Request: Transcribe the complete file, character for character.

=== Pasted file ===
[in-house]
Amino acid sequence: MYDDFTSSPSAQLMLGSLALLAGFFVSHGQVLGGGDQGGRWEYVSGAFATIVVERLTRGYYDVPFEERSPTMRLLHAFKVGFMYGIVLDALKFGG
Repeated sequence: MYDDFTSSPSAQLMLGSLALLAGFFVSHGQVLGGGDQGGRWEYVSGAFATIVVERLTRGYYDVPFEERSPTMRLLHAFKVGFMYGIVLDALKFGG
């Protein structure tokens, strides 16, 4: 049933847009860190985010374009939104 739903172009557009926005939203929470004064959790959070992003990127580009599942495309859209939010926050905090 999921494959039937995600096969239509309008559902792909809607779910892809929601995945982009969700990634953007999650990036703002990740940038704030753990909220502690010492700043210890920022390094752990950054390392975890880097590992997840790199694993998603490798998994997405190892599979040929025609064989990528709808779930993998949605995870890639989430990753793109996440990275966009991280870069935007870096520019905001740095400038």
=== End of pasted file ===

[in-house]
Amino acid sequence: MYDDFTSSPSAQLMLGSLALLAGFFVSHGQVLGGGDQGGRWEYVSGAFATIVVERLTRGYYDVPFEERSPTMRLLHAFKVGFMYGIVLDALKFGG
Repeated sequence: MYDDFTSSPSAQLMLGSLALLAGFFVSHGQVLGGGDQGGRWEYVSGAFATIVVERLTRGYYDVPFEERSPTMRLLHAFKVGFMYGIVLDALKFGG
């Protein structure tokens, strides 16, 4: 049933847009860190985010374009939104 739903172009557009926005939203929470004064959790959070992003990127580009599942495309859209939010926050905090 999921494959039937995600096969239509309008559902792909809607779910892809929601995945982009969700990634953007999650990036703002990740940038704030753990909220502690010492700043210890920022390094752990950054390392975890880097590992997840790199694993998603490798998994997405190892599979040929025609064989990528709808779930993998949605995870890639989430990753793109996440990275966009991280870069935007870096520019905001740095400038």